I’ve been trying to convince myself that diving deep into all sorts of interesting projects (including this one) will cause it to go away.  You don’t need a degree in psychology to know it’s not that simple.  Also, admitting this wasn’t simple either.  We live in a world that’s afraid to admit when a problem is at hand, let alone finding solutions for those problems.  At the very least, I’m making an effort to acknowledge what has plagued me for so long.  And lemme tell you, boldly stepping up to an open space and comfortably admitting something is wrong with you takes a lot.  The same me in the past year or two wouldn’t do that.  Granted, I didn’t want to seek solutions or help, just stew in misery.  To an extent, I had almost found familiarity in despair.  I don’t know what did it, but my recent mental meltdown convinced me I needed to find help, change things up a little, and think of a plan that will lead to slow but sure improvements for me.  A lot of it won’t work, but it helps move things a little bit towards the right direction in one way or another.  After being so long without hope or motivation, I’ve started to push myself (with tons of assistance from the people around me) to do something about it.  And just like admitting it, that’s no easy feat either.  Trying to find ways to combat depression is more agonizing and taxing than the depression itself at times.  In the end, tracking every little bit of progress is worth it, especially when you reflect on how far you’ve come.  Now, I doubt I’ll totally be out of the thick of it, but I’m thankful to say that I’m not in the same state I was back in my public school days or even last year for that matter.  And realizing that, it’s a little comforting; helping me cope with new challenges a little better on the endless road to recovery.  While perfection is a farce and a fantasy, the motivation to improve has always spurred progress on little by little, as making small steps matters a lot when it builds up over time.  And ya know what?  Everyone goes at their own pace too.  Who cares if your progress isn’t as fast as someone else.  You know you best, you know what speed works best for you.  Rushing too fast can be more harmful than helpful, after all.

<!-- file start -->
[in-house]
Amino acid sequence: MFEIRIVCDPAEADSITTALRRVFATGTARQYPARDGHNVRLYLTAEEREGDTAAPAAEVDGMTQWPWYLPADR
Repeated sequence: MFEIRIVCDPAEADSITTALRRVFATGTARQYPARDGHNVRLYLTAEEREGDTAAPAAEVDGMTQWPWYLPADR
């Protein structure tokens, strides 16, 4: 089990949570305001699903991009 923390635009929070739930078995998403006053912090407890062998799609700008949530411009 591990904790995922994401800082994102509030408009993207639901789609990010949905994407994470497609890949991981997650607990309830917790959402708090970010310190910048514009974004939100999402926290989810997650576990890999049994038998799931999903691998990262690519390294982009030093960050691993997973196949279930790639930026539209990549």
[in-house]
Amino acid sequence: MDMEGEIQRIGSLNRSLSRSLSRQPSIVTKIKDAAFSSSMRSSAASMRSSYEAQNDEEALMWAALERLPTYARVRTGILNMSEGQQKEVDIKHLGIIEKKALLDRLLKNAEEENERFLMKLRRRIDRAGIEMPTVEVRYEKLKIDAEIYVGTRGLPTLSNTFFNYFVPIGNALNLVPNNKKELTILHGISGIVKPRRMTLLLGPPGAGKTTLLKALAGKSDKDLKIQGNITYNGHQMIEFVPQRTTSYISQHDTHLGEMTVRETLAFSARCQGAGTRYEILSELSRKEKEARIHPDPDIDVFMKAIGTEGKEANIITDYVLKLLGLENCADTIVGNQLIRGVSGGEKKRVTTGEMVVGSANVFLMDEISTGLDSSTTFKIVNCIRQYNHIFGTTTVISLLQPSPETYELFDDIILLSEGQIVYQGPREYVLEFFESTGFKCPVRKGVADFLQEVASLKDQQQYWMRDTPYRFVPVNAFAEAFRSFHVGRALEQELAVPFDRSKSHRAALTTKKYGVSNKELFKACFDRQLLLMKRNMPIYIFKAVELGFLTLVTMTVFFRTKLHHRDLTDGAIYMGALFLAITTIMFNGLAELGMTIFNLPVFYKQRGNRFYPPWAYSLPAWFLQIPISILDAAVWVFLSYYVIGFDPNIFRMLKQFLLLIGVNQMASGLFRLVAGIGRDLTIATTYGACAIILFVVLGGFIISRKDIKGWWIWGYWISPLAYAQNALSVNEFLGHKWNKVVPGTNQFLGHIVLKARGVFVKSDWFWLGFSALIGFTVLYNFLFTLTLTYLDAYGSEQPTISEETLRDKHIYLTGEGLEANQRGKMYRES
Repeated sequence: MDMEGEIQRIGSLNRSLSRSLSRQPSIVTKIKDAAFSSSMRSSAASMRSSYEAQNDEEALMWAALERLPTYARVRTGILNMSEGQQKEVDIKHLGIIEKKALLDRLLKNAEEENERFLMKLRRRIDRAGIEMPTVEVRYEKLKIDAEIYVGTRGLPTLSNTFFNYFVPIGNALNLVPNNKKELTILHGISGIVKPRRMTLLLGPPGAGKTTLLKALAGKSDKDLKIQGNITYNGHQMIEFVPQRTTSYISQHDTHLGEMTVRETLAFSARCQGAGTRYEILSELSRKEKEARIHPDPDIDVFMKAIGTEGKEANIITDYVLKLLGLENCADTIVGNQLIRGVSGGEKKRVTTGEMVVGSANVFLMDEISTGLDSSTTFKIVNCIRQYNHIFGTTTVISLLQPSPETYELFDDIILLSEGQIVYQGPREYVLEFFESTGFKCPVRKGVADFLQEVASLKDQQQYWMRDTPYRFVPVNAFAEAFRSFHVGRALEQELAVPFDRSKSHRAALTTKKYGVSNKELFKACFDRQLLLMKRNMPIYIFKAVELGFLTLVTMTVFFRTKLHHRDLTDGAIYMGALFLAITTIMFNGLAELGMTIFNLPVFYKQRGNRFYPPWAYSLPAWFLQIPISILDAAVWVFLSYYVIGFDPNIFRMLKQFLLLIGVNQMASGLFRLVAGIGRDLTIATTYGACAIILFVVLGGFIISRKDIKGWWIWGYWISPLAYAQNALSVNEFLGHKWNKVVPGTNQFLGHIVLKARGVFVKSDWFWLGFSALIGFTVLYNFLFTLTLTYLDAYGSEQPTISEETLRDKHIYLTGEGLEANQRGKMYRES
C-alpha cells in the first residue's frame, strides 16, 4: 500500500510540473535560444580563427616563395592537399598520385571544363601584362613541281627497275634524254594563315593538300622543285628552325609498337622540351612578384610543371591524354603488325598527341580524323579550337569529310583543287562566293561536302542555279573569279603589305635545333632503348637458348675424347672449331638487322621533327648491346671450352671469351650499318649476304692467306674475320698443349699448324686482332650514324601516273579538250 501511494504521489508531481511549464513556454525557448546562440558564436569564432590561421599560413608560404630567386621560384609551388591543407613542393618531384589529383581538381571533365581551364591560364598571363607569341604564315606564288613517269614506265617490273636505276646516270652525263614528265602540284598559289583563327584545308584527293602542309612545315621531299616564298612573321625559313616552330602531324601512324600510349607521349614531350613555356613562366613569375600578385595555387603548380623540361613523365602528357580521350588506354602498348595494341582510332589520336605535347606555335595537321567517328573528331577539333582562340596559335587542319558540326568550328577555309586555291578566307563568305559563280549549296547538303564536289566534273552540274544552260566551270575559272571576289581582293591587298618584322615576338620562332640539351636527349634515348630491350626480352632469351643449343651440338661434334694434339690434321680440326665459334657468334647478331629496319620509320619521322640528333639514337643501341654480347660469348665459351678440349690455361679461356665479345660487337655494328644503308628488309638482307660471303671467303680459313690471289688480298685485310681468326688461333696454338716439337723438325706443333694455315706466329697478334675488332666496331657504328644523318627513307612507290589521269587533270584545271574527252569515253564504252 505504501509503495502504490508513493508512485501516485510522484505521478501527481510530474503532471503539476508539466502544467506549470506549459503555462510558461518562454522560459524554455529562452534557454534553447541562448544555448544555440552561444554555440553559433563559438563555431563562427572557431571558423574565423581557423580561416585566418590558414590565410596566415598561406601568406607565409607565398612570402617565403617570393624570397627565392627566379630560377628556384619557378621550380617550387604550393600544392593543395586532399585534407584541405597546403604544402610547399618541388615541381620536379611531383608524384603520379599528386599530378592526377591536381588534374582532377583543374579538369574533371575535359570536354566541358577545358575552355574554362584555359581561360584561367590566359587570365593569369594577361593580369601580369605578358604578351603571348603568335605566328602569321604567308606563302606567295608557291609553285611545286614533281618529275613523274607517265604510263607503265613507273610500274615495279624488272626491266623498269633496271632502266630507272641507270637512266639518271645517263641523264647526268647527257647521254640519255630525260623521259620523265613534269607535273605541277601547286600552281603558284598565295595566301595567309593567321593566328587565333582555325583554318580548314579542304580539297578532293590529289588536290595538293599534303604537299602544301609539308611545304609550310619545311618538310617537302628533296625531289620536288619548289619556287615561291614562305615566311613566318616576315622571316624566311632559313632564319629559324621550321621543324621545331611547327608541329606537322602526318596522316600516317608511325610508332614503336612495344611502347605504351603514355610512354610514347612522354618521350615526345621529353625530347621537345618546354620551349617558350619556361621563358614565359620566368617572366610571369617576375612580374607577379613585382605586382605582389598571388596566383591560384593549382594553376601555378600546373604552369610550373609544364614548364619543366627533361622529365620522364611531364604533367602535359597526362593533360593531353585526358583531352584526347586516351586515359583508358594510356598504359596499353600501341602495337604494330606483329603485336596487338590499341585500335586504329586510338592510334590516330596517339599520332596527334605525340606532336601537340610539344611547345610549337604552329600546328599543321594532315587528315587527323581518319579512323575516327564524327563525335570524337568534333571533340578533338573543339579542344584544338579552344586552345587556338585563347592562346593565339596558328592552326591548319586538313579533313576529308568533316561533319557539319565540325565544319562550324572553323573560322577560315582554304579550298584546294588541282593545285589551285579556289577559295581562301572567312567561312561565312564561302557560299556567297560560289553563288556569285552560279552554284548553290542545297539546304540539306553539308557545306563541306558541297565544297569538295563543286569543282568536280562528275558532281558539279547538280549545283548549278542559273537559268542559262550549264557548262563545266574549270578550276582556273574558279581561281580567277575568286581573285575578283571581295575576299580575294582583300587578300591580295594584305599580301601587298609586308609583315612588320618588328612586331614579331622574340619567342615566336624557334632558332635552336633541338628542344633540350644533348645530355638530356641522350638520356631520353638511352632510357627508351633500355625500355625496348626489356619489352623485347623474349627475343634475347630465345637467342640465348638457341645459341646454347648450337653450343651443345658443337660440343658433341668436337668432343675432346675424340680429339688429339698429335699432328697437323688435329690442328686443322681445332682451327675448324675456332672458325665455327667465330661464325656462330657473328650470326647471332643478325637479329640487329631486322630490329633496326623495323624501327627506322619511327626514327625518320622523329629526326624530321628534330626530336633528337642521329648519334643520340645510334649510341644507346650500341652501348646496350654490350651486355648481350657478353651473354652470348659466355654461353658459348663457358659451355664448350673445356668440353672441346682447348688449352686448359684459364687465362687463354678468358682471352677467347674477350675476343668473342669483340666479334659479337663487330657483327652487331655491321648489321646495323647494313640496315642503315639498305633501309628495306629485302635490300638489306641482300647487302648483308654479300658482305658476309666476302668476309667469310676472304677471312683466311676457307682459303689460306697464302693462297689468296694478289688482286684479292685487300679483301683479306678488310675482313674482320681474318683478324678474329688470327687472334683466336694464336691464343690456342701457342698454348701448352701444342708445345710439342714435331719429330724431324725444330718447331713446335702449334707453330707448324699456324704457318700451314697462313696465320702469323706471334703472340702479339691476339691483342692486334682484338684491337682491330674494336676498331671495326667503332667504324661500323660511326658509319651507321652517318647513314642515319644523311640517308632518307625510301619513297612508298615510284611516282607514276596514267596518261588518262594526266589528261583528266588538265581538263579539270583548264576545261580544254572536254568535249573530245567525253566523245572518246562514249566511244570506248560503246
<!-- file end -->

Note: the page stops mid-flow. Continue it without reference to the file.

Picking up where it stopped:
What I’m trying to say is that it affects many of us; and to any reading suffering with it, you’re never alone.  Plans and strategies work differently for different people, but there’s certain to be something out there that helps.  One must never stop looking, even if others help them look.  The battle is great and it takes its toll, but the war can always be won.  Stuff like hope and faith seem like bullshit when you’re depressed, but it’s really all you have.  Now sure, this post may seem a little less coherent and structured as some of my others, but this was a raw post written from personal reflection, emotion, and what have you.  And, I know this might read like a load of gibberish to some readers, but I’m hoping this provides some level of inspiration and hope to various readers out there.